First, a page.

KritijanH, I didn't say they were rude necessarily.  In fact if you read my messages on multiple occasions I said that I understand why people concede and that at least the etiquette online can be different to paper (not that it is wrong).  Nowhere did I state that I wanted people not to have the right to concede.  I simply said that I like the AI to take over when they do. 

This occurs in Duels, and it is one of the features that I liked about Duels of the Planeswalkers (just like you liked other features of Duels).  Not everything in Duels should be replicated in Magic Online, but that was a feature which I enjoyed.  Duels however gets very boring because it's the same decks, over and over and over again...
Seems to me that there is an easy solution for this.  WOTC should keep a quit % for each player, then when you set up a table have an option to only accept players joining with a quit % < X (user puts in X).  This way for people who do not care about quitting they can set up games without this parameter, and for those that do care they can exclude them. 

Even though my guess is coding this would be easy, WOTC probably does not see this as a problem worth spending even minimal time on.
Seems to me that there is an easy solution for this.  WOTC should keep a quit % for each player, then when you set up a table have an option to only accept players joining with a quit % < X (user puts in X).  This way for people who do not care about quitting they can set up games without this parameter, and for those that do care they can exclude them. 

Even though my guess is coding this would be easy, WOTC probably does not see this as a problem worth spending even minimal time on.



This suggestion gets put forward every time this discussion occurs. It is flawed because it does not distinguish between quitters, and those who say gg and politely concede when the opponent is a turn away from winning (but their last chance to draw a card doesn't help them).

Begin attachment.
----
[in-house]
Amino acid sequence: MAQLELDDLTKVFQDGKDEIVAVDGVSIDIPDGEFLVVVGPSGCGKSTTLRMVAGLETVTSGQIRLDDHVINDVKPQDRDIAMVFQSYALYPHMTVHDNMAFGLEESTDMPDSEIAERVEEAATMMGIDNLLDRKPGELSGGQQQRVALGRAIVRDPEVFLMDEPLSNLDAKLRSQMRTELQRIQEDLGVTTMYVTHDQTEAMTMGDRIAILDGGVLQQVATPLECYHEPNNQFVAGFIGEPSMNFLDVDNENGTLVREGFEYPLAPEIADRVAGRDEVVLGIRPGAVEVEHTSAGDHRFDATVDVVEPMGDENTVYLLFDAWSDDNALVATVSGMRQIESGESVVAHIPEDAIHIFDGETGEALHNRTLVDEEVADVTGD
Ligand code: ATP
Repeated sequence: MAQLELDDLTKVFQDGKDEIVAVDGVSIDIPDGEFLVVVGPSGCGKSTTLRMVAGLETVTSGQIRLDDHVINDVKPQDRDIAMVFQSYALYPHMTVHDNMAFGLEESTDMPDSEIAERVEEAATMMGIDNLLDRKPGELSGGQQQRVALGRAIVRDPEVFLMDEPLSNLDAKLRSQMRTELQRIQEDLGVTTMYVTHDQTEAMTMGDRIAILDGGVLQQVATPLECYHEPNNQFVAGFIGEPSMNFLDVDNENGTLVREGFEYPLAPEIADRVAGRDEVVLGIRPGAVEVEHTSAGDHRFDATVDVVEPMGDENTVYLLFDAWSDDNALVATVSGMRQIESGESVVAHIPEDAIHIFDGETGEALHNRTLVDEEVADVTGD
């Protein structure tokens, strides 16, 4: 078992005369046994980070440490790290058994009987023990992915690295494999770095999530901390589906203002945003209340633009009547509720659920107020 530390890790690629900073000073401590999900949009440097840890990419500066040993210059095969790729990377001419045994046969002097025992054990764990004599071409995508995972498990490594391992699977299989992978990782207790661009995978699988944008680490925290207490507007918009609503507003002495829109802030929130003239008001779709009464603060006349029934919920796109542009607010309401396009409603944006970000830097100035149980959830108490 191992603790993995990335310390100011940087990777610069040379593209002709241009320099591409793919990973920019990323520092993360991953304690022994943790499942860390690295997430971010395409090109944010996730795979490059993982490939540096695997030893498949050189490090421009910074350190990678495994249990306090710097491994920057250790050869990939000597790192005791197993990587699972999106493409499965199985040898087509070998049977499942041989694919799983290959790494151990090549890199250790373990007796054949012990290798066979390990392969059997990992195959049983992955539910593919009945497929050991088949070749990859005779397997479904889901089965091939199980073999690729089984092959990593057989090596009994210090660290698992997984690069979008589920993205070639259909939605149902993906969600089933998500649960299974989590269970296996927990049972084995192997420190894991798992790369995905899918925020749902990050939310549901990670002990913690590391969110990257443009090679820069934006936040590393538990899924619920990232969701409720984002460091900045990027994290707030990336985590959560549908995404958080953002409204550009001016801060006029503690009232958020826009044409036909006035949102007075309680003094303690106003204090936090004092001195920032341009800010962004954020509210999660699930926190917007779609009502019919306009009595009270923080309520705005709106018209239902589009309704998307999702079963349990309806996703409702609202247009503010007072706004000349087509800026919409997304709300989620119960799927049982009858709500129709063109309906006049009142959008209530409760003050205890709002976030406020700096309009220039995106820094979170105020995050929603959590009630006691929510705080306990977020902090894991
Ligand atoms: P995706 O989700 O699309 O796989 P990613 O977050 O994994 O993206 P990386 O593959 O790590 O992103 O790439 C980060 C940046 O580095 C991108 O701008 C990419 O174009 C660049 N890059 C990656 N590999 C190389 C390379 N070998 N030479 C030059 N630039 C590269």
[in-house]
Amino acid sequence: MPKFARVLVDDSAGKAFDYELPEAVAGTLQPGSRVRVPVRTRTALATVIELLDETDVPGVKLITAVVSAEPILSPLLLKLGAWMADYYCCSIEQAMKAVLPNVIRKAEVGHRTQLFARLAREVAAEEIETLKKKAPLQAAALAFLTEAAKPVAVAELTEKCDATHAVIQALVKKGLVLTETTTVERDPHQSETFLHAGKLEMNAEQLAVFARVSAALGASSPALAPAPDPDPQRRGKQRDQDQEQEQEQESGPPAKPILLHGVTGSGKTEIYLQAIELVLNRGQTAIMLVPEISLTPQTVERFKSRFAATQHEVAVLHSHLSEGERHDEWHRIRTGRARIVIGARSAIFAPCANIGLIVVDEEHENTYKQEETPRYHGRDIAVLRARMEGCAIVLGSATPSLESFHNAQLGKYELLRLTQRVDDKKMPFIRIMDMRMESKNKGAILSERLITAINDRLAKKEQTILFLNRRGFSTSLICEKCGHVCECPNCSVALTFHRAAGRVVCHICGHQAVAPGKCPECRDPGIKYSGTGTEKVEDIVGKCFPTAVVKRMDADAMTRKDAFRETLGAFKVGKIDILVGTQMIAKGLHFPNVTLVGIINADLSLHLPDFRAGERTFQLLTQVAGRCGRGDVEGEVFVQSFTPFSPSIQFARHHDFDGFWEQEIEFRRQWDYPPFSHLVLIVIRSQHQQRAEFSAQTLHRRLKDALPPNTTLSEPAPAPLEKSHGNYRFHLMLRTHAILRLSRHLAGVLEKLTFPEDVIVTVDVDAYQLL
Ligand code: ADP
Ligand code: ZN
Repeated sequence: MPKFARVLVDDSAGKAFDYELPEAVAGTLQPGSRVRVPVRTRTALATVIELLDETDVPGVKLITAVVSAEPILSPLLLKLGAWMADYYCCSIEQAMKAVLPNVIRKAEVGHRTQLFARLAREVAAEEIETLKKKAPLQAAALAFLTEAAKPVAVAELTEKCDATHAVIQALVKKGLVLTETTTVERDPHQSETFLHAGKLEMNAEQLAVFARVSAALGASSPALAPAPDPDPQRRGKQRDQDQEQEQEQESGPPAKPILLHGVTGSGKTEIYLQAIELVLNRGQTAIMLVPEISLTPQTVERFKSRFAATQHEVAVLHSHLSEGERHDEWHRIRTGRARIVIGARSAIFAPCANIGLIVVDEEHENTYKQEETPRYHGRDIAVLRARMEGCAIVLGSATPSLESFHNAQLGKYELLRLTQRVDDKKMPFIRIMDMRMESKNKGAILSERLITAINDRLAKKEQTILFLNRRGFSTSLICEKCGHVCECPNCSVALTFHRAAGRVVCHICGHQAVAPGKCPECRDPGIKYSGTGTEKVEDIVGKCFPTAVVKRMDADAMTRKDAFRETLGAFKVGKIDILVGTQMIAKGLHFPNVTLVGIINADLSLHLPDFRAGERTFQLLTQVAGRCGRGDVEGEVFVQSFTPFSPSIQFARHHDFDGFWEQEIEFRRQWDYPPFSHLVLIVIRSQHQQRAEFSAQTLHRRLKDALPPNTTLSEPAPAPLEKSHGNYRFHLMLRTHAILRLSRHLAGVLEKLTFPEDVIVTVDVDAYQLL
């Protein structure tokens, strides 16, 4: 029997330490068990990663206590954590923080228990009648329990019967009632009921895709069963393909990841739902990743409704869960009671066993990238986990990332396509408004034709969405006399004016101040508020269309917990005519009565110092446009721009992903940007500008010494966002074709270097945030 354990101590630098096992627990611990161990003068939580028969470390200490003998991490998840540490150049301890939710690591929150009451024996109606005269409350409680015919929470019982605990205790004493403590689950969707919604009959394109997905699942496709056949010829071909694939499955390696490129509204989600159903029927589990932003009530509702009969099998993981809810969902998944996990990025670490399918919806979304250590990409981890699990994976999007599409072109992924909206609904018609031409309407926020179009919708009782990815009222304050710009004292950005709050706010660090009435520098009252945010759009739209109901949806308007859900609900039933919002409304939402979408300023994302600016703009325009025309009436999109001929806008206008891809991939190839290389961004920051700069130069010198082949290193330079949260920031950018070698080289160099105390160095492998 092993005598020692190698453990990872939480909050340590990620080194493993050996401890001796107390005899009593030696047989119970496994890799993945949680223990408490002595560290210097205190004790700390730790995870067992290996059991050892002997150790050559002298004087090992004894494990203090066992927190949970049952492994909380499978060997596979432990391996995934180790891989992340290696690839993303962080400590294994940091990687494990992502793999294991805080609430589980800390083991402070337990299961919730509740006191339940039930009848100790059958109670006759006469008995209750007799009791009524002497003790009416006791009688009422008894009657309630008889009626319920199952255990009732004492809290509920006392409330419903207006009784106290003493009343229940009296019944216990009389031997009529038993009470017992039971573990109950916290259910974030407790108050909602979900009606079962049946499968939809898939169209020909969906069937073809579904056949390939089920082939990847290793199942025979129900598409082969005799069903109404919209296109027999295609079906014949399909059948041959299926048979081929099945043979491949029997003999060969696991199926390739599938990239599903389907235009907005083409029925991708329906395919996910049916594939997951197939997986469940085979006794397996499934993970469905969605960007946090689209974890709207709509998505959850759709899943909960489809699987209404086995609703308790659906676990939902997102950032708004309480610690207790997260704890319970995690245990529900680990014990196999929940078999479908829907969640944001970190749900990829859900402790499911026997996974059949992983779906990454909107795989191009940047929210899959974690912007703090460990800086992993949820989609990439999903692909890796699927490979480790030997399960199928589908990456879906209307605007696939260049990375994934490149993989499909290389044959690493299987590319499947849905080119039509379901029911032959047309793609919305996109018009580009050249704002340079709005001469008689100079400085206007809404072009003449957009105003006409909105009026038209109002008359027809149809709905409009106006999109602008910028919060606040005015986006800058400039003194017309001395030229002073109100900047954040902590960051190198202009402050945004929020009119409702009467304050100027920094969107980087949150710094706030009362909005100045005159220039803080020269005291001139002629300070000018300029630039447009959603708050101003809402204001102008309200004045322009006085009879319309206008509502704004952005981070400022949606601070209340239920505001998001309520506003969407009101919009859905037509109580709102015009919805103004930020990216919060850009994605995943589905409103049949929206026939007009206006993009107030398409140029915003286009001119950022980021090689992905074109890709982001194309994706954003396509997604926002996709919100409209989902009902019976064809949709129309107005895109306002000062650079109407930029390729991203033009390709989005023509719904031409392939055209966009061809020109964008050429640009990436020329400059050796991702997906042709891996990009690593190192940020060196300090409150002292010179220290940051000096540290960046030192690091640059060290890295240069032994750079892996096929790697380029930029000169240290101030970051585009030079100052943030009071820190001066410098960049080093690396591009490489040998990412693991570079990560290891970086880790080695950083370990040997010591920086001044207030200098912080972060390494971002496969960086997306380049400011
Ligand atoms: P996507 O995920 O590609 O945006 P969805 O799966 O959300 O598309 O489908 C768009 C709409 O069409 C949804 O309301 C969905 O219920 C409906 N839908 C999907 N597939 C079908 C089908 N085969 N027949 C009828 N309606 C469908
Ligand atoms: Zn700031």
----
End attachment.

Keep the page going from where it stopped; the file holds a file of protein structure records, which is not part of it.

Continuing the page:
Punishing players for politely conceding in this situation is absurd.
Seems to me that there is an easy solution for this.  WOTC should keep a quit % for each player, then when you set up a table have an option to only accept players joining with a quit % < X (user puts in X).  This way for people who do not care about quitting they can set up games without this parameter, and for those that do care they can exclude them. 

Even though my guess is coding this would be easy, WOTC probably does not see this as a problem worth spending even minimal time on.



This suggestion gets put forward every time this discussion occurs. It is flawed because it does not distinguish between quitters, and those who say gg and politely concede when the opponent is a turn away from winning (but their last chance to draw a card doesn't help them).

Punishing players for politely conceding in this situation is absurd.

They still quit - if you do not want the quit % to count against you then play it out (it is not a big time difference at that point anyway).
Seems to me that there is an easy solution for this.  WOTC should keep a quit % for each player, then when you set up a table have an option to only accept players joining with a quit % < X (user puts in X).  This way for people who do not care about quitting they can set up games without this parameter, and for those that do care they can exclude them. 

Even though my guess is coding this would be easy, WOTC probably does not see this as a problem worth spending even minimal time on.



This suggestion gets put forward every time this discussion occurs. It is flawed because it does not distinguish between quitters, and those who say gg and politely concede when the opponent is a turn away from winning (but their last chance to draw a card doesn't help them).

Punishing players for politely conceding in this situation is absurd.

They still quit - if you do not want the quit % to count against you then play it out (it is not a big time difference at that point anyway).




Wrong, WRONG, and absolutely WRONG.

When the opponent is one turn away from winning (they get it next attack), and your last card draw doesn't save you, it not only polite to say gg and concede, but it's also considered rude to play it out - it wastes the winner's time that could be spent going onto the next game.

When a player concedes in this situation, they are not quitting. They are doing the accepted and expected thing.
There are people who do not understand the time honored tradition of gracefully exiting a game through Resignation. I have unbelievingly encountered this in Chess tourneys where one player's opponent would not accept a resignation because he felt the game should be played out and then took 45 moves to win. Someone mentioned there was an obscure rule about 50 moves without a mate after the last piece from one side (aside from the king) has been taken. I am pretty sure that's a house rule but at the time it made me laugh.